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  • Writer's pictureDavid Connolly

Master Chief Master Diver Carl Brashear



The US Air Force lost a nuclear bomb off the coast of Palomares, Spain. It was on Jan. 17, 1966, when a K-135 refueling aircraft collided midair with a B-52G long-range bomber carrying a payload of four 70-kiloton hydrogen bombs. Three parachutes deployed and the nuclear devices were located on land, while a fourth plummeted into the Mediterranean Sea. The Air Force asked for the Navy’s help to retrieve it.


The salvage ship USS Hoist and her crew responded. “We searched for the bomb close to the shoreline for about two and a half months, and all we were getting was pings on beer cans, coral heads, and other contacts,” recalled Master Chief Boatswain’s Mate Carl Brashear, the US Navy’s first African American Navy diver.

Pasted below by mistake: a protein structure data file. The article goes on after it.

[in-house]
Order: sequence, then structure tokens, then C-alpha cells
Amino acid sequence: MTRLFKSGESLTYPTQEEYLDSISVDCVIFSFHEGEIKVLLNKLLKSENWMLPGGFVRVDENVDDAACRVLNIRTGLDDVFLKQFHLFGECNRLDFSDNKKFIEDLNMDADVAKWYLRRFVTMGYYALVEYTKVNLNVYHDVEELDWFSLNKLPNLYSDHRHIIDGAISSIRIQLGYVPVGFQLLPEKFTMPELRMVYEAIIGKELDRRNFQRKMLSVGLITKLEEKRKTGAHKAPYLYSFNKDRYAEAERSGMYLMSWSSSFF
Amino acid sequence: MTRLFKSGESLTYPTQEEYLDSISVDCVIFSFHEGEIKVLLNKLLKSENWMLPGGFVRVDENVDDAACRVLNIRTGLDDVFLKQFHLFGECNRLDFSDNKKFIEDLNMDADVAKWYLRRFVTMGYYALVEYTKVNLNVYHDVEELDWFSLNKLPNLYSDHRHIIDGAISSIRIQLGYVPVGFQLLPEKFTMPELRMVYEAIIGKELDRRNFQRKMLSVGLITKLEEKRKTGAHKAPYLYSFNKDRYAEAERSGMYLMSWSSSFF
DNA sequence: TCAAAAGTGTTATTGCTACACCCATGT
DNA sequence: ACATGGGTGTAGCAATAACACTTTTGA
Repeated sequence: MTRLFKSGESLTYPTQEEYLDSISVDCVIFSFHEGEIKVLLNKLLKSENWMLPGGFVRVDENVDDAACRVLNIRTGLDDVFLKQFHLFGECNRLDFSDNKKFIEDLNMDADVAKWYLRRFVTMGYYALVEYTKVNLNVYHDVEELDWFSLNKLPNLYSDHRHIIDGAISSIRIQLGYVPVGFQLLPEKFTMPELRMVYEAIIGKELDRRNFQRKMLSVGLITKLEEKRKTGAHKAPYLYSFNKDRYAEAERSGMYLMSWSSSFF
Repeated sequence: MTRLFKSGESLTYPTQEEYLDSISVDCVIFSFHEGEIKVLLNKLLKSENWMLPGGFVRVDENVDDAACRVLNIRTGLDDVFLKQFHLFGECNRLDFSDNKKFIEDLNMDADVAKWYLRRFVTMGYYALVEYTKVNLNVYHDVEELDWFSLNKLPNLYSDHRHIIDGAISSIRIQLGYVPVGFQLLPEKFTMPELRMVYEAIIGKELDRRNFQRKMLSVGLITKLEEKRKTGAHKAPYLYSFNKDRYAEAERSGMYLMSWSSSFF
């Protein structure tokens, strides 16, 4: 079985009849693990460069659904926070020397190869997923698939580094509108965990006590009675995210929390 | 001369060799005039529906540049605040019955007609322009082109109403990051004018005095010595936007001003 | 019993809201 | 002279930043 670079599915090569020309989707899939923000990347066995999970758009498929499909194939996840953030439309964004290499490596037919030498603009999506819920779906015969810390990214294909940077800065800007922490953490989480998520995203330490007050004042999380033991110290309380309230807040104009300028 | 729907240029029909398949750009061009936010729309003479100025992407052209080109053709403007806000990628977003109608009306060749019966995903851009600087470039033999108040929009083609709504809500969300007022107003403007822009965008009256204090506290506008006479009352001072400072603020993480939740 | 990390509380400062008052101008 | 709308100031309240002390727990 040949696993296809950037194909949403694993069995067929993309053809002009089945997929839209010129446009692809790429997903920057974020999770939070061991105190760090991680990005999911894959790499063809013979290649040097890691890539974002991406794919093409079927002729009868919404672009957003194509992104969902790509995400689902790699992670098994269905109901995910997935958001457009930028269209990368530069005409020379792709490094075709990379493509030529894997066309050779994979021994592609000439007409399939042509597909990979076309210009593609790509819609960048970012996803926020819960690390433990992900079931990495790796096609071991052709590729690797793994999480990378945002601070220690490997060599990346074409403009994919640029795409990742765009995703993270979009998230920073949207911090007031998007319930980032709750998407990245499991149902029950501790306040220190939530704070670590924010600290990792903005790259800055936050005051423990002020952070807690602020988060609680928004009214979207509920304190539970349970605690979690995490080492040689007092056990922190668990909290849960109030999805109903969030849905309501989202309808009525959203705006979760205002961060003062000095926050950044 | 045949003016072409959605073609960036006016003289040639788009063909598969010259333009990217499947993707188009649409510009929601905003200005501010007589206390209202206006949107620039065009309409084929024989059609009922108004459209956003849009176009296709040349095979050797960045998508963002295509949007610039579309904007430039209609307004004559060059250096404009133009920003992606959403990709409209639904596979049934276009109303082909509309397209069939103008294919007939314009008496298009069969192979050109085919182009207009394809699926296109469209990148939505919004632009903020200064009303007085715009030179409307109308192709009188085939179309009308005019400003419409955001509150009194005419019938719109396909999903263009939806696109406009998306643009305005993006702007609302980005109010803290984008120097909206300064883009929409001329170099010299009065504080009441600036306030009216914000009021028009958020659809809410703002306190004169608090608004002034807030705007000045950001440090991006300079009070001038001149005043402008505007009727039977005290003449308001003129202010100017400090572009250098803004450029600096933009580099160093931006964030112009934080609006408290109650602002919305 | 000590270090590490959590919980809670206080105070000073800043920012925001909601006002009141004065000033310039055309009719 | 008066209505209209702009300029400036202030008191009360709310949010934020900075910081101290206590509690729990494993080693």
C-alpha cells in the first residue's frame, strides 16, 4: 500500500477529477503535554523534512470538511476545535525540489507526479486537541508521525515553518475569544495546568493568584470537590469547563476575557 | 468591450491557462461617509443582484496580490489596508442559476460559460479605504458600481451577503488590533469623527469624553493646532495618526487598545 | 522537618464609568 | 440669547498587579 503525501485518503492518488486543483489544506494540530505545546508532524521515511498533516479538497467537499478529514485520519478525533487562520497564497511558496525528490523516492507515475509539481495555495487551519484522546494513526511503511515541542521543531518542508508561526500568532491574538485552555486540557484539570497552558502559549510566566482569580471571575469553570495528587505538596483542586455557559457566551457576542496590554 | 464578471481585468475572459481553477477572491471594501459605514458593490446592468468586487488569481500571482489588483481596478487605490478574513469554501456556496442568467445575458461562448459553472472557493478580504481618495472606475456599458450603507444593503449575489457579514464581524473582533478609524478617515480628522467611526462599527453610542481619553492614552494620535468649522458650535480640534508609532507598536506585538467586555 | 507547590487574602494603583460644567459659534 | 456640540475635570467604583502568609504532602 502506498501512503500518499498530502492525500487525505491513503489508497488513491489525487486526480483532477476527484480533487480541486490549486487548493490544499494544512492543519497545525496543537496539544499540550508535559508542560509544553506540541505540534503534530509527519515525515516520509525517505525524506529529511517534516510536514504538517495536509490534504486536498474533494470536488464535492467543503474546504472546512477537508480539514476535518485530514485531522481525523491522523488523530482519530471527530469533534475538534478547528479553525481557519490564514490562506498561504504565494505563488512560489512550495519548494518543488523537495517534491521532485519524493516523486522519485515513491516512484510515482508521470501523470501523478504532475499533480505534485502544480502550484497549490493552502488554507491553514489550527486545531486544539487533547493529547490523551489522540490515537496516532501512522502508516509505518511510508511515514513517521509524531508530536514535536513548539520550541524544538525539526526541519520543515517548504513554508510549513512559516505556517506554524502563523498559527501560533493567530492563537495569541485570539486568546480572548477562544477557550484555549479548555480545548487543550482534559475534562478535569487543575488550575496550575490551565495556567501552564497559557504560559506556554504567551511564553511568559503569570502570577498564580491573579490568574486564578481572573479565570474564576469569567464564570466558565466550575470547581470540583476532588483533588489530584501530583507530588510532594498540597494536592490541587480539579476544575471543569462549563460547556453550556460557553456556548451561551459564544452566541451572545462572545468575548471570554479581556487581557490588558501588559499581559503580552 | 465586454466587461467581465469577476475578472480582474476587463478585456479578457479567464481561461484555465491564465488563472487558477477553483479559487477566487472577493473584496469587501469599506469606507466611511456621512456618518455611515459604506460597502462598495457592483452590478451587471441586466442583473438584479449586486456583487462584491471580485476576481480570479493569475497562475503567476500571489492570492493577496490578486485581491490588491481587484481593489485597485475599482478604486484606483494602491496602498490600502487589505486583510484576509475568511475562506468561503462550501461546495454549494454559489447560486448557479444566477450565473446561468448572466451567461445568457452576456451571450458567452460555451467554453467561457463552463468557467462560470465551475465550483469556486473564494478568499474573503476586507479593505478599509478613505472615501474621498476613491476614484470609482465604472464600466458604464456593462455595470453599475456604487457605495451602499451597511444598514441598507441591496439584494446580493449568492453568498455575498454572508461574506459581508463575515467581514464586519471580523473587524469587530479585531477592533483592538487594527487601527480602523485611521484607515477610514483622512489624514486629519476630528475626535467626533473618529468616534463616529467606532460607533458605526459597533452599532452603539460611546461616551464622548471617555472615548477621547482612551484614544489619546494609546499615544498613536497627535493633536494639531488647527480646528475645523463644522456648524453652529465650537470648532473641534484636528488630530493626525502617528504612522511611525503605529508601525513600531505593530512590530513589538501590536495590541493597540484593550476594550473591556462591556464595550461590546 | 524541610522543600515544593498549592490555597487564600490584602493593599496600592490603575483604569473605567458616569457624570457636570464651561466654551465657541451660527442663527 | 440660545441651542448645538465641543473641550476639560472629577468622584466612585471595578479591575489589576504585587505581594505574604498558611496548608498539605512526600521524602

Each time their sonar technology picked up a contact, the Navy sent divers to check it out. A fisherman who had witnessed the bomb entering the water told officials how close they were, and even used his fingers as a means of measurement. They were that close. “So one day Admiral Guest said we would try it,” Brashear said in an interview in 1998. “So they made a replica of the bomb on the tender and then dropped it to see how it would show up on the screen, same dimension, same length, same diameter.


Then we went out 6 miles, and the first pass, there the bomb was, 6 miles in 2,600 feet of water.”



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